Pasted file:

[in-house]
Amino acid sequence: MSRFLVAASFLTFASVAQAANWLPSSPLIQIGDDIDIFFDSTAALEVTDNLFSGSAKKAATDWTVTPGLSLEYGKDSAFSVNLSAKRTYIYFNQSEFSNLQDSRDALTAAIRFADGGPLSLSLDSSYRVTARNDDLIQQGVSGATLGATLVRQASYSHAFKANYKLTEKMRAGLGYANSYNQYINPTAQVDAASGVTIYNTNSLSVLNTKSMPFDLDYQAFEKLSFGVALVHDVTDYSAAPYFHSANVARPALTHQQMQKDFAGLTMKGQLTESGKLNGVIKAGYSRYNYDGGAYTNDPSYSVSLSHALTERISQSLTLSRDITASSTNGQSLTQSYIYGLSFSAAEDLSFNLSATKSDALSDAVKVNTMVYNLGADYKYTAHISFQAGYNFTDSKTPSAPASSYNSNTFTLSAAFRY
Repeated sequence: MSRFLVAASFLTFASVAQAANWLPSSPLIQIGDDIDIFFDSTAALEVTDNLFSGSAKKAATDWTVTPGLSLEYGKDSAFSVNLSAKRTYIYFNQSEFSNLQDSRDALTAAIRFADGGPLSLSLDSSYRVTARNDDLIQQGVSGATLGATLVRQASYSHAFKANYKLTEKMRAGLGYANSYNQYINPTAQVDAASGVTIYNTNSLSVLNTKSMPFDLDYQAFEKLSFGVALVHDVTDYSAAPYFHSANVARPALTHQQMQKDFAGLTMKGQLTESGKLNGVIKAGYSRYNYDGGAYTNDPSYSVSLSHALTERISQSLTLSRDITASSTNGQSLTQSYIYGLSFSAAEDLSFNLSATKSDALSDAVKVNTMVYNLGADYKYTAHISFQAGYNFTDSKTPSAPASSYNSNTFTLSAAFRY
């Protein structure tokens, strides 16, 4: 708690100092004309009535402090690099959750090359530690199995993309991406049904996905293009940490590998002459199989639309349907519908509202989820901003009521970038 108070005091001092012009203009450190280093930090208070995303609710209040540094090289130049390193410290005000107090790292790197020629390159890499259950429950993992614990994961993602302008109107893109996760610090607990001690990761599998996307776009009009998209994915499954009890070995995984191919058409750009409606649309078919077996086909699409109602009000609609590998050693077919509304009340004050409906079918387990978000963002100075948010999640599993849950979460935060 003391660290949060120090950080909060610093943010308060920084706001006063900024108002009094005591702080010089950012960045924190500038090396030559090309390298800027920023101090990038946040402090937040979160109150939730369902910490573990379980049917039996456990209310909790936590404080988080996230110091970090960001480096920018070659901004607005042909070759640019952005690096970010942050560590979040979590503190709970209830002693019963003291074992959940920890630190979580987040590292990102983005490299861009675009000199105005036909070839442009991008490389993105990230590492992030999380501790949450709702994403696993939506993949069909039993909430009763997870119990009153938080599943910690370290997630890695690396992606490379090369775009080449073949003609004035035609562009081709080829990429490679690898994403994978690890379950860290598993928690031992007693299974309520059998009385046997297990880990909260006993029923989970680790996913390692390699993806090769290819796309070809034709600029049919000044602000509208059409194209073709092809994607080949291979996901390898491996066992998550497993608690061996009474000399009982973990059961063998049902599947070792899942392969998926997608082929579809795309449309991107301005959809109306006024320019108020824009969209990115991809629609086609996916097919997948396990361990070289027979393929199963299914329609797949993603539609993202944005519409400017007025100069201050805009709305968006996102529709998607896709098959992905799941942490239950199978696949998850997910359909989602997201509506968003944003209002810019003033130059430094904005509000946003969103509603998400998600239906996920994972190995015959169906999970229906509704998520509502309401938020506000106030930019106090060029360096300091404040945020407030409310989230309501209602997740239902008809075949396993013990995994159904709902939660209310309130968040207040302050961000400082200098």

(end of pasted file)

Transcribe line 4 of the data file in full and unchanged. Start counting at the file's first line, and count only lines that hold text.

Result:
């Protein structure tokens, strides 16, 4: 708690100092004309009535402090690099959750090359530690199995993309991406049904996905293009940490590998002459199989639309349907519908509202989820901003009521970038 108070005091001092012009203009450190280093930090208070995303609710209040540094090289130049390193410290005000107090790292790197020629390159890499259950429950993992614990994961993602302008109107893109996760610090607990001690990761599998996307776009009009998209994915499954009890070995995984191919058409750009409606649309078919077996086909699409109602009000609609590998050693077919509304009340004050409906079918387990978000963002100075948010999640599993849950979460935060 003391660290949060120090950080909060610093943010308060920084706001006063900024108002009094005591702080010089950012960045924190500038090396030559090309390298800027920023101090990038946040402090937040979160109150939730369902910490573990379980049917039996456990209310909790936590404080988080996230110091970090960001480096920018070659901004607005042909070759640019952005690096970010942050560590979040979590503190709970209830002693019963003291074992959940920890630190979580987040590292990102983005490299861009675009000199105005036909070839442009991008490389993105990230590492992030999380501790949450709702994403696993939506993949069909039993909430009763997870119990009153938080599943910690370290997630890695690396992606490379090369775009080449073949003609004035035609562009081709080829990429490679690898994403994978690890379950860290598993928690031992007693299974309520059998009385046997297990880990909260006993029923989970680790996913390692390699993806090769290819796309070809034709600029049919000044602000509208059409194209073709092809994607080949291979996901390898491996066992998550497993608690061996009474000399009982973990059961063998049902599947070792899942392969998926997608082929579809795309449309991107301005959809109306006024320019108020824009969209990115991809629609086609996916097919997948396990361990070289027979393929199963299914329609797949993603539609993202944005519409400017007025100069201050805009709305968006996102529709998607896709098959992905799941942490239950199978696949998850997910359909989602997201509506968003944003209002810019003033130059430094904005509000946003969103509603998400998600239906996920994972190995015959169906999970229906509704998520509502309401938020506000106030930019106090060029360096300091404040945020407030409310989230309501209602997740239902008809075949396993013990995994159904709902939660209310309130968040207040302050961000400082200098």